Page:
Goldstein LE, Fisher AM, Tagge CA, Zhang XL, Velisek L, Sullivan JA, Upreti C, Kracht JM, Ericsson M, Wojnarowicz MW, Goletiani CJ, Maglakelidze GM, Casey N, Moncaster JA, Minaeva O, Moir RD, Nowinski CJ, Stern RA, Cantu RC, Geiling J, Blusztajn JK, Wolozin BL, Ikezu T, Stein TD, Budson AE, Kowall NW, Chargin D, Sharon A, Saman S, Hall GF, Moss WC, Cleveland RO, Tanzi RE, Stanton PK, McKee AC.
Chronic traumatic encephalopathy in blast-exposed military veterans and a blast neurotrauma mouse model.
Sci Transl Med. 2012 May 16;4(134):134ra60.
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This is a very interesting paper demonstrating that the neuropathology seen in some soldiers exposed to blast overpressure with clinical symptoms suggesting chronic traumatic brain injury is very similar to that of athletes with repetitive concussive head injuries. Importantly, a carefully calibrated mouse model was developed in which it was shown that blast overpressure per se does not injure the brain; instead, it is the head movement induced by the blast that causes the brain trauma. This is well known to any boxer: Make the head on your opponent accelerate in an uncontrolled manner and you will have a good chance of winning the bout on a knockout. The mouse model will be very useful for finding strategies to prevent a progressive tauopathy from developing after brain trauma.
The study is very interesting, and there are a few groups that are obtaining similar results with their animal models.
There has been a big controversy about the relevance of head impact studies to military trauma. There is a large group that assumes that the physics of blast waves is completely unrelated to head impacts of the type received during car accidents, playing football, falling on the ice, and the like. This study provides a good argument that they are, in fact, similar injury mechanisms. Effectively, the blast wave passes through the skull and brain, but it isn't until the blast wind causes a shock to the head that you get the damaging relative motion between the brain and the skull. It does not take a lot of displacement to cause an injury; a rapid acceleration is sufficient.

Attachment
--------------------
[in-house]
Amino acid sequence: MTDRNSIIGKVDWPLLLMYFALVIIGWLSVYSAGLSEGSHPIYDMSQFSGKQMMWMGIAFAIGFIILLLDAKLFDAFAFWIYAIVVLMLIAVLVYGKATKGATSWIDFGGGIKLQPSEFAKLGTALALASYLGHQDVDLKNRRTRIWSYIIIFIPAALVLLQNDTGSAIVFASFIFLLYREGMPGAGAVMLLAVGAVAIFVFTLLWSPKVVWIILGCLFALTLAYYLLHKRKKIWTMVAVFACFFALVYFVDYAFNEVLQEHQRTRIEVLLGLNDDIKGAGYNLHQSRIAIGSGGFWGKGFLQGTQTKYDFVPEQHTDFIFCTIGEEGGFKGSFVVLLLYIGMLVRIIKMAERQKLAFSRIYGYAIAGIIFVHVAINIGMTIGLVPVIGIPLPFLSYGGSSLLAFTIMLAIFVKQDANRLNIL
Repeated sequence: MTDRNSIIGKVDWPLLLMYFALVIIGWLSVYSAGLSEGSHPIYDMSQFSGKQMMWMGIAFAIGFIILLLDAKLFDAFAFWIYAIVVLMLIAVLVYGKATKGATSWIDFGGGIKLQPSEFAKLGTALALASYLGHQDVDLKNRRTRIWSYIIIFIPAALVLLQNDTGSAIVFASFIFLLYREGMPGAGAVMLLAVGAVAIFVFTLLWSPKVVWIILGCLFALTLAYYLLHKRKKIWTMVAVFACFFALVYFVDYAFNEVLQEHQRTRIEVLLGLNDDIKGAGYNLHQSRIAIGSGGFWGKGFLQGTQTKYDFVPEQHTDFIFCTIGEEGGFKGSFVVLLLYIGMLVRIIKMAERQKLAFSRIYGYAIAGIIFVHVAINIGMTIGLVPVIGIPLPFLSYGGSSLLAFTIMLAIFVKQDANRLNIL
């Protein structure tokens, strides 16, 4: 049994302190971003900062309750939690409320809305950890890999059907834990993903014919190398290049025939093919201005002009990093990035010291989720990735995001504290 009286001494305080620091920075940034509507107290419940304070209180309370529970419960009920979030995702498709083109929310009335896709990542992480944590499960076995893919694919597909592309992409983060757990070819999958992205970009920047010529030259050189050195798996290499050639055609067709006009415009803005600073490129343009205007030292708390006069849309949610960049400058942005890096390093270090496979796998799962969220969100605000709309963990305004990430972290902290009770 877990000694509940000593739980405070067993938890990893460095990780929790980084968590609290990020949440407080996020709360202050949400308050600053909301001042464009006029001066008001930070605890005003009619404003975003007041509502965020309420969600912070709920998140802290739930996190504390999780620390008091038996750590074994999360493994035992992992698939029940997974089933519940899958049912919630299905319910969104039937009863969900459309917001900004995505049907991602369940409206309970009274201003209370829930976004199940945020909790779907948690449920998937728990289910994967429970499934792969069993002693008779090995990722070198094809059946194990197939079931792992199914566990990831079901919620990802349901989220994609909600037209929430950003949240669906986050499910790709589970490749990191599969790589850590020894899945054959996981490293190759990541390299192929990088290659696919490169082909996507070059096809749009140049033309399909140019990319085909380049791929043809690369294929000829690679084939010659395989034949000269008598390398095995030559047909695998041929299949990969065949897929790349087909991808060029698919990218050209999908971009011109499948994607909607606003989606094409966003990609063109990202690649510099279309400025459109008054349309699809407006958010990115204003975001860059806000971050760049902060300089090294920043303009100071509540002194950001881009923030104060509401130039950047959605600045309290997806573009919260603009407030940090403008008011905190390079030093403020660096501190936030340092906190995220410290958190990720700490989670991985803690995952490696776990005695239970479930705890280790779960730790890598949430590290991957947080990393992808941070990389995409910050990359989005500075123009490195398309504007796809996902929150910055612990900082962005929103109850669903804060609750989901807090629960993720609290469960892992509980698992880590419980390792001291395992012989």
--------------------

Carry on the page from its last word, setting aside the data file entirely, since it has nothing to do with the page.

There are some possible issues to consider. The skull of a mouse will not impede the blast wave very much, but we know that pig skulls alter the blast wave considerably. Human skulls are going to be somewhere in between, and we don't necessarily know what effect that might have. It is also likely that a large enough blast wave will just liquefy most of the internal organs. Having said that, I think these results provide pretty convincing evidence that the physics of head trauma are dominated by the impulse delivered to the head.
Lastly, I think the fact that there seem to be similar mechanisms involved in military and sports head traumas provides circumstantial evidence that PTSD and CTE are related, but there is the potential for a number of other factors to be involved in PTSD. One of the most important things we can do to help soldiers and athletes is to find ways to detect the damage early and localize it to specific structures in the brain. This would enable clinicians to develop treatments specific to a given patient. Because of this study, I think we are much closer to reaching that goal.